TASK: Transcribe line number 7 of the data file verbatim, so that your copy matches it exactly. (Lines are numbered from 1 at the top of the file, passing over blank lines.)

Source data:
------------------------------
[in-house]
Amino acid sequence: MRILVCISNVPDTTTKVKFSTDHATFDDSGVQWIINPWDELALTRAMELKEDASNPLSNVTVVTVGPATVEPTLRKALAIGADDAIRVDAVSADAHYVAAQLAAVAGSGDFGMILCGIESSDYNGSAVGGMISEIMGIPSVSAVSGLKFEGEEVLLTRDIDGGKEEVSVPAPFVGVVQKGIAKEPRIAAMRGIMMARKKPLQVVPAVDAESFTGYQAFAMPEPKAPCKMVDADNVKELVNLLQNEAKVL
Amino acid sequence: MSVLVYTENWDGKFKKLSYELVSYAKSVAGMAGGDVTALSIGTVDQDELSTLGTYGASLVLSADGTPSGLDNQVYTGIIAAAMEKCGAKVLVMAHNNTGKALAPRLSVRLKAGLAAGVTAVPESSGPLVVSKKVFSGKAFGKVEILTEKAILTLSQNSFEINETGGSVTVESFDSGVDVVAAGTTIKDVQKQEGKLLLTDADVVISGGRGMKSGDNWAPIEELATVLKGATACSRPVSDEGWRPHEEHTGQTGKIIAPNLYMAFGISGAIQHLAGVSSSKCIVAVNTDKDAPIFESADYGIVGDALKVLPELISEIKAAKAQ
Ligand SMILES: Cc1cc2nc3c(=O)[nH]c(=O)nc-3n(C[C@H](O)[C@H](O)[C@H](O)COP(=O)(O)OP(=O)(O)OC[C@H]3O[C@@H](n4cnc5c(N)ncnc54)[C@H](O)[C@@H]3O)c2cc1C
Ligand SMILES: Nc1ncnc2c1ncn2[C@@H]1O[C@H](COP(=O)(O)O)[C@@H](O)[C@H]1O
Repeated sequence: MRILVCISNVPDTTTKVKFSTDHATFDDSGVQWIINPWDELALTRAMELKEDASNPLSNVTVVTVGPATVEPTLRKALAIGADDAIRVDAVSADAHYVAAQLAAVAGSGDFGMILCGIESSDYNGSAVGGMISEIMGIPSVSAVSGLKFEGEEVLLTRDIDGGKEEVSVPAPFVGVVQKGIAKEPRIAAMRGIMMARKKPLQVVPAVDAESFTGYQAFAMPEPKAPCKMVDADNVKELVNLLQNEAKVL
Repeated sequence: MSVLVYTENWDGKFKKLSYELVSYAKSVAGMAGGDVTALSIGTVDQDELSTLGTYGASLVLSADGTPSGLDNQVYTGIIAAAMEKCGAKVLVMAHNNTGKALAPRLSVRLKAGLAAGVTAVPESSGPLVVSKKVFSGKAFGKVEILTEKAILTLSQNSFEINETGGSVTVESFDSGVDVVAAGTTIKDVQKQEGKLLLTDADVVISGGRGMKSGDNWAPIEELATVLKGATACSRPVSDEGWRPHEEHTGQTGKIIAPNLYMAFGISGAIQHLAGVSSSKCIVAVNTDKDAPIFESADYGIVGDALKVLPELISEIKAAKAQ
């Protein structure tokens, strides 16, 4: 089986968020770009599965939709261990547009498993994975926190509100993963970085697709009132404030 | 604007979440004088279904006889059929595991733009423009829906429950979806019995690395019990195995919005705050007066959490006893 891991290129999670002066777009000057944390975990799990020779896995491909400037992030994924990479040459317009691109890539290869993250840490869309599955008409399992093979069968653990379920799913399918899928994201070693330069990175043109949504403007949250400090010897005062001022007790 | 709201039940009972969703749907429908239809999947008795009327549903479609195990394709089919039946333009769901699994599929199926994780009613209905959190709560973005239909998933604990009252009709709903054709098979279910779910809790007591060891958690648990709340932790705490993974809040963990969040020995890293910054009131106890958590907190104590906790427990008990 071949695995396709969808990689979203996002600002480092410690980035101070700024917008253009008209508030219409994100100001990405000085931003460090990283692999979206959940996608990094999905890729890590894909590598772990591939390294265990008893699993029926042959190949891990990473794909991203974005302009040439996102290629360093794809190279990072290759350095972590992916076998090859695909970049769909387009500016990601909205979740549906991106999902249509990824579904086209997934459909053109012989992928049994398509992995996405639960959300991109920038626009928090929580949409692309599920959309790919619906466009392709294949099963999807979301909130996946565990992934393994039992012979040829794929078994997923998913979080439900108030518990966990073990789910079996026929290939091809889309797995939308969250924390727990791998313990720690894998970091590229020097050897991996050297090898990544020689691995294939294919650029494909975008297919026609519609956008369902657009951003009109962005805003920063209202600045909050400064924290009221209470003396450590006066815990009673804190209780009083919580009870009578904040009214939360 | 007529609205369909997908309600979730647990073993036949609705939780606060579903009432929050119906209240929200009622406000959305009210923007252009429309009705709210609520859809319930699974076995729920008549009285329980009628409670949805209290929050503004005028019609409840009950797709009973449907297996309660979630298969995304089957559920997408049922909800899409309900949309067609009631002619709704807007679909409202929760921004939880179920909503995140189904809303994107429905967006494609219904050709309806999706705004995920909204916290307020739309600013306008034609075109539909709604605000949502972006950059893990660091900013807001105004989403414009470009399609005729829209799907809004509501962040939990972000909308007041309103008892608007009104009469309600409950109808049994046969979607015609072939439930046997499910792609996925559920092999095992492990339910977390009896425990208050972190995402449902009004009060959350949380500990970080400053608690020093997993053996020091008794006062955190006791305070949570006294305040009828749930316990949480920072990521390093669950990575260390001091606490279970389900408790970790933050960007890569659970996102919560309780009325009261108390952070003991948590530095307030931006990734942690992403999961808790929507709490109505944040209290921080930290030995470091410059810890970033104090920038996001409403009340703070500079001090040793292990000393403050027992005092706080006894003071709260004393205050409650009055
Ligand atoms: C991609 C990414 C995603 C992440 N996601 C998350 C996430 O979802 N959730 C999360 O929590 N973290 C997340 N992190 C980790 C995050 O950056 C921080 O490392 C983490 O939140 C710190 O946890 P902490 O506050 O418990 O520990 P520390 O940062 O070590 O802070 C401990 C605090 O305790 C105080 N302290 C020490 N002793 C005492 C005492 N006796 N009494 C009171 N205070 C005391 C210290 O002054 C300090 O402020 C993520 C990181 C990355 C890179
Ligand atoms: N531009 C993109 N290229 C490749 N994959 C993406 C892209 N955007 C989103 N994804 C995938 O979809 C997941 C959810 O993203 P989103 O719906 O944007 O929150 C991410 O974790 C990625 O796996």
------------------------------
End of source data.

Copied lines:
Repeated sequence: MSVLVYTENWDGKFKKLSYELVSYAKSVAGMAGGDVTALSIGTVDQDELSTLGTYGASLVLSADGTPSGLDNQVYTGIIAAAMEKCGAKVLVMAHNNTGKALAPRLSVRLKAGLAAGVTAVPESSGPLVVSKKVFSGKAFGKVEILTEKAILTLSQNSFEINETGGSVTVESFDSGVDVVAAGTTIKDVQKQEGKLLLTDADVVISGGRGMKSGDNWAPIEELATVLKGATACSRPVSDEGWRPHEEHTGQTGKIIAPNLYMAFGISGAIQHLAGVSSSKCIVAVNTDKDAPIFESADYGIVGDALKVLPELISEIKAAKAQ